A strategy to genetically select Escherichia coli ribonuclease HI mutants with enhanced thermostability is described. E. coli strain MIC3001, which shows an RNase H-dependent, temperature-sensitive growth phenotype, was used for this purpose. Introduction of the rnhA gene permits the growth of this temperature-sensitive strain, whereas the gene for the truncated protein, 142-RNase HI, which lacks the carboxyl-terminal 13 residues, cannot. Analyses of the production levels and the stability of a series of mutant proteins with COOH-terminal truncations suggested that 142-RNase HI is nonfunctional in vivo because of a dramatic decrease in the protein stability. Polymerase chain reaction-mediated random mutagenesis of the rnhA142 gene, encoding 142- RNase HI, followed by selection of revertants, allowed us to isolate 11 single amino acid substitutions that render 142-RNase HI functional in vivo. Of them, eight substitutions were shown to enhance the thermal stability of the wild-type RNase HI protein, and of these, six were novel. The genetic selection strategy employed in this experiment was thus shown to be effective for identifying amino acid substitutions that enhance the thermal stability of E. coli RNase HI. Such a strategy would be versatile if a protein of interest could be destabilized by a deletion or a truncation and a conditional-lethal strain were available.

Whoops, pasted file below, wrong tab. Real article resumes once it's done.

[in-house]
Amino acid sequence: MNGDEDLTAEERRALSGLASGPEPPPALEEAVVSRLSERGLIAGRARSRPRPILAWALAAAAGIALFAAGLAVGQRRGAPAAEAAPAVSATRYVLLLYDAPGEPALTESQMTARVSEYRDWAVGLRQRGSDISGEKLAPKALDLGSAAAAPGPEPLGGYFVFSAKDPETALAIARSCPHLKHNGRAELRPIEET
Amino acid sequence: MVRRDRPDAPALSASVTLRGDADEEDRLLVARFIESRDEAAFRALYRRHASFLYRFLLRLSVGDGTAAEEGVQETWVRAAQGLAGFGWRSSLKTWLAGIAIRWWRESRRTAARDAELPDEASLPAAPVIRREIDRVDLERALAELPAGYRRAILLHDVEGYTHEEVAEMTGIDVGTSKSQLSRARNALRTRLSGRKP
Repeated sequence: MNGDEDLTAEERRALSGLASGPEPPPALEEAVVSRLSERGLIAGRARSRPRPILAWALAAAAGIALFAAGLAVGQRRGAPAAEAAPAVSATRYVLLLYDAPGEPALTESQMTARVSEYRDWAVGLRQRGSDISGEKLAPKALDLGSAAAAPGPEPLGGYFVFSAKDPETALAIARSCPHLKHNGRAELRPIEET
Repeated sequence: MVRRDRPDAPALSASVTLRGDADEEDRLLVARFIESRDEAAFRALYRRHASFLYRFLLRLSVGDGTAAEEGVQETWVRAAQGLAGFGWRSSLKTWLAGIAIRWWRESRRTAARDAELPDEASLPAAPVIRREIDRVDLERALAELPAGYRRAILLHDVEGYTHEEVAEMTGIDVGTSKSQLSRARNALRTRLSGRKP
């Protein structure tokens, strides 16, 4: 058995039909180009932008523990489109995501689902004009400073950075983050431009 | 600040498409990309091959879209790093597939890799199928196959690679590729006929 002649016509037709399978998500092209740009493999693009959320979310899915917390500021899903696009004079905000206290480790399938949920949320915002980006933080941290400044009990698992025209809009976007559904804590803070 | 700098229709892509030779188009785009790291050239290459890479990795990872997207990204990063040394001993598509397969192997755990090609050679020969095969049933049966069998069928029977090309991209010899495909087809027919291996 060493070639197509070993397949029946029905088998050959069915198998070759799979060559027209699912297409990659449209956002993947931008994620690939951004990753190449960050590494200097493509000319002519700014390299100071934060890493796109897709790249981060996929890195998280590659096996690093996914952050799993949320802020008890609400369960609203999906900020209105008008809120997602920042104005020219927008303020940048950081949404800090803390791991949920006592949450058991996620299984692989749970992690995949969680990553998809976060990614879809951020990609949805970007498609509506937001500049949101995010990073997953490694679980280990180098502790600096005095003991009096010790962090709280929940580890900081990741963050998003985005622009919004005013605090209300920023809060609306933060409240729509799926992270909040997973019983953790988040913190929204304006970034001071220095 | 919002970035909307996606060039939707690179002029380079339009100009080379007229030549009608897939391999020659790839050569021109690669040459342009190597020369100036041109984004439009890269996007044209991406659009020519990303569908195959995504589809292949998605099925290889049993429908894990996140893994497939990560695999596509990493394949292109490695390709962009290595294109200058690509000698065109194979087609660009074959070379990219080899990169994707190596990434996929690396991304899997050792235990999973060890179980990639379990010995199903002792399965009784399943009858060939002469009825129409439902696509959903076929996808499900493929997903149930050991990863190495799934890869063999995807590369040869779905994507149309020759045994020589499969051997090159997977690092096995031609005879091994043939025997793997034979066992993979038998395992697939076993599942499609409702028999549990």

|Number of pages||8|
|Journal||Journal of Biological Chemistry|
|Publication status||Published - 1994 Oct 28|
ASJC Scopus subject areas
- Molecular Biology
- Cell Biology